Call Us: 1 (571) 318-9522


by Terri L. Williams

In the United States this week we celebrated the 19th Amendment to the U.S. Constitution: Women’s Right to Vote, which was Passed by Congress June 4, 1919, and ratified on August 18, 1920.

While “Voting Rights, is certainly an accomplishment, we have witnessed a number of public messages which have all supported women “firsts” and support of women in regard to receiving equal pay and equal treatment. Two recent commercials immediately come to mine, Budwiser and Pantene.

• Pantene – Stop Apologizing:

• Budwiser – Equal Pay:



From an Executive Presence (EP) perspective supporting equal pay for women speaks to the EP area of Gravitas (Leadership), in particular, emotional intelligence. If you Google “equal pay for women,” your search will yield about 12,800,000 results in 0.53 seconds. These items range from articles, books, images, videos, and etc. As you can imagine equal pay for women is a very hot topic today.

The White House has a dedicated website located at

and a recent video on the 7th anniversary of the signing of the Lilly Ledbetter Fair Pay Act, President Obama announces new steps to advance equal pay for women.

One of my favorite books was penned by Mikelann R. Valterra, in 2004, “Why Women Earn Less: How to Make What You’re Really Worth” In her book you will review your personal history of lower wages; when and how to ask for a raise or higher fees; why it’s important to understand the subtle forces and thought patterns that may cause you to underperform; and how to develop the career and money management skills that will boost your salary. Here are 10 Ways for Women to Improve Their Pay.

The demons of women’s wages are traits that create “underearners”: poor self-esteem, self-sabotage, misplaced kindness.
-Mikelann R. Valterra
“Why Women Earn Less: How to Make What You’re Really Worth”

women earn less1. A large percentage of American women could face poverty by age 70.
“There is no substitute for the self-confidence and security that financial stability provides.”
-Mikelann R. Valterra

2. Fantasies of a “knight in shining armor” can take many forms: inheritance dreams, visions of lottery jackpots or anticipation of windfall real-estate profits.
Whether you are single or married, taking economic responsibility is an absolute necessity.”
-Mikelann R. Valterra

3. Financial underachievers often subscribe to fables about “noble poverty.”
“When women undersell themselves, the price they pay is very high.”
-Mikelann R. Valterra

4. Many women are troubled by “Bag Lady nightmares,” including fears of poverty and homelessness during their retirement years.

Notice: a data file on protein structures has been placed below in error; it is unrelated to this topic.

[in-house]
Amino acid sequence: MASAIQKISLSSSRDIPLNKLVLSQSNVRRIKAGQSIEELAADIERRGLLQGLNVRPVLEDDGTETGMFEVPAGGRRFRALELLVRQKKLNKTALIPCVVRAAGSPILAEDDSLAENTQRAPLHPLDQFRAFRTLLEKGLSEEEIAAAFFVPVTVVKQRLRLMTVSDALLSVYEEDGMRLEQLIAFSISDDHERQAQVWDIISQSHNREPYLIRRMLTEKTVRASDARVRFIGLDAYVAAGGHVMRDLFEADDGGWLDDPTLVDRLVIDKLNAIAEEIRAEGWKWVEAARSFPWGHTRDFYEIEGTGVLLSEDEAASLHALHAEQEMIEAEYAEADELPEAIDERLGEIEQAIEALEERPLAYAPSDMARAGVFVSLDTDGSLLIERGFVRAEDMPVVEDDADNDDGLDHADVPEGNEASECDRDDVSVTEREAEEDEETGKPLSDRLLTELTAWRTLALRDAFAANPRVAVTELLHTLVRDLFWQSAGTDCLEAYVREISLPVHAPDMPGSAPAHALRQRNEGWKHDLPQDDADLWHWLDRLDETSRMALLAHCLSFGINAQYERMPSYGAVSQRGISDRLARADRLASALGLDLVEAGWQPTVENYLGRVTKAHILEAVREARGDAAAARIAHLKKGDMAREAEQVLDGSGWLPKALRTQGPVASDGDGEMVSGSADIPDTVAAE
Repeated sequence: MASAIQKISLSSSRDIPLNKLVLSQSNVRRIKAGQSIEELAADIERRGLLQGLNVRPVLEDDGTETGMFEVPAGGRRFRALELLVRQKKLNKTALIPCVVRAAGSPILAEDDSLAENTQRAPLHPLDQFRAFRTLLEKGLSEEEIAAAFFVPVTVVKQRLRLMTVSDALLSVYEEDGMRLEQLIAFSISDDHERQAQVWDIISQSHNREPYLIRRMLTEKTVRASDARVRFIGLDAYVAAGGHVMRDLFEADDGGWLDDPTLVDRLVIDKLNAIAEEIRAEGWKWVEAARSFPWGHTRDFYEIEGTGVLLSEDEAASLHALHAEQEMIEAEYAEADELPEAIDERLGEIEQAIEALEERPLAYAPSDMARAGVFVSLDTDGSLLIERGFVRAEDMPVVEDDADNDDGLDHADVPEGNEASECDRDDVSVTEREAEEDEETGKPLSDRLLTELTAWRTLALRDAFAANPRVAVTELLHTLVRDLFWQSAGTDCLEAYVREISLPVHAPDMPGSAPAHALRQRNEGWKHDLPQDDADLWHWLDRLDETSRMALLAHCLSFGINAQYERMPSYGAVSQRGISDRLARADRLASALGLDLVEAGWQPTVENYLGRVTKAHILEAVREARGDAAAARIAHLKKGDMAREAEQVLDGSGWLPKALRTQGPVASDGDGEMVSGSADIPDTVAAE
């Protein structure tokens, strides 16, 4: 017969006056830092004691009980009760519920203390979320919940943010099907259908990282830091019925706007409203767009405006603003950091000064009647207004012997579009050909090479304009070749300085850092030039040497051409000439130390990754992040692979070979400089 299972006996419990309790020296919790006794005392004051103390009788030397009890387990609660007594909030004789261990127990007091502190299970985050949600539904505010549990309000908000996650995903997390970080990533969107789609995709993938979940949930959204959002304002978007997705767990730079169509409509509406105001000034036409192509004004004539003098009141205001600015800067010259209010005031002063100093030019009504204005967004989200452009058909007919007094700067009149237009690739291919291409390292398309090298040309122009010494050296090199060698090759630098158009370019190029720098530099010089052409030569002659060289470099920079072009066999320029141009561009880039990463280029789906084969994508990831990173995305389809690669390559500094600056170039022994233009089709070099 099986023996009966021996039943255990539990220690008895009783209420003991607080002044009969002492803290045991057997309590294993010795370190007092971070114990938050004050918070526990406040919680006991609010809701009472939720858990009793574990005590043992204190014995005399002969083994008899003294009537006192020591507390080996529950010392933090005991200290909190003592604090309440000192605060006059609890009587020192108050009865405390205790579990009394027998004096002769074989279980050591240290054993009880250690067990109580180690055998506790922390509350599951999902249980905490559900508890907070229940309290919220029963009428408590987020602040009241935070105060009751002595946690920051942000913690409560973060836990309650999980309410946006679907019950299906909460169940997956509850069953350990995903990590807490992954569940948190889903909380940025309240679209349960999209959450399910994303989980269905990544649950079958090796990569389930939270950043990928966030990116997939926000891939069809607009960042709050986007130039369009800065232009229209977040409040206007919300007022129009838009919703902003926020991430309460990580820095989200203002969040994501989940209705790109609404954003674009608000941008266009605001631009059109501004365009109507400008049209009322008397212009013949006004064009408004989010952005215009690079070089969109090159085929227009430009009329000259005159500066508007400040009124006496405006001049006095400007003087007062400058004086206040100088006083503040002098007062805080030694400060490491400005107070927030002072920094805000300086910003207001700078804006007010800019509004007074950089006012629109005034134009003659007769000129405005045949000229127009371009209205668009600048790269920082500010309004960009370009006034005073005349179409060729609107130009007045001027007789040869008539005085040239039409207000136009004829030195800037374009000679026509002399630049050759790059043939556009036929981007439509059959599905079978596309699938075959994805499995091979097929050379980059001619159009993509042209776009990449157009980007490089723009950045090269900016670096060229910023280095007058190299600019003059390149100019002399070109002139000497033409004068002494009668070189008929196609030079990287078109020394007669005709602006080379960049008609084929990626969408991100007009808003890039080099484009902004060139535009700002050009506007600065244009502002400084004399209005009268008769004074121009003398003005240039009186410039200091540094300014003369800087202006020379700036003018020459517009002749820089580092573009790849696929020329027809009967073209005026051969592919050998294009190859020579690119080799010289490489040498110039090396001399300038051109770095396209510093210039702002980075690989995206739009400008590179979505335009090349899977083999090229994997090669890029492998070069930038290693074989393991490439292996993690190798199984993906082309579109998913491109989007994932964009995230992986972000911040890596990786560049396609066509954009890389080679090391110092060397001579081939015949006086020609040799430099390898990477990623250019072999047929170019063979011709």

“There can be a fine line between anti-materialism and self-deprivation. The key is to be conscious of what you choose.”
-Mikelann R. Valterra

mikelann5. On a long-term basis, “underearners” fail to build retirement accounts that will support them during their nonearning years.
“It can be very difficult for a woman to let go of the fantasy of the white knight swooping down to carry her off.”
-Mikelann R. Valterra

6. Romantic illusions about Prince Charming prompt many women to skip their financial planning duties.
“The Romance Myth is the myth that a woman will always be taken care of.”
-Mikelann R. Valterra

7. Successful men always negotiate for healthy compensation packages.
“We need to be honest with ourselves and tell the truth.”


-Mikelann R. Valterra

8. The warmth of familiar settings and fear of new opportunities lead many women to work in comfortable, but dead-end positions.
“Women do not understand how their behavior limits their earning potential.”
-Mikelann R. Valterra

9. Underearners neglect salary negotiations for fear of antagonizing managers and clients.
“The pattern of not making enough money is called ‘underearning’ and is a tragic waste of potential and possibility in the lives of thousands of women.”
-Mikelann R. Valterra

10. “Underearning” is a woman’s silent ailment, tucked in power suits of secrecy.
“Many women chronically earn less than they could, and are tired and frustrated at their apparent inability to increase their earnings.”
-Mikelann R. Valterra


Mikelann R. Valterra, “Why Women Earn Less: How to Make What You’re Really Worth”

Images-Google Images


Share and Enjoy

  • Facebook
  • Twitter
  • Delicious
  • LinkedIn
  • StumbleUpon
  • Add to favorites
  • Email
  • RSS
Leave a Reply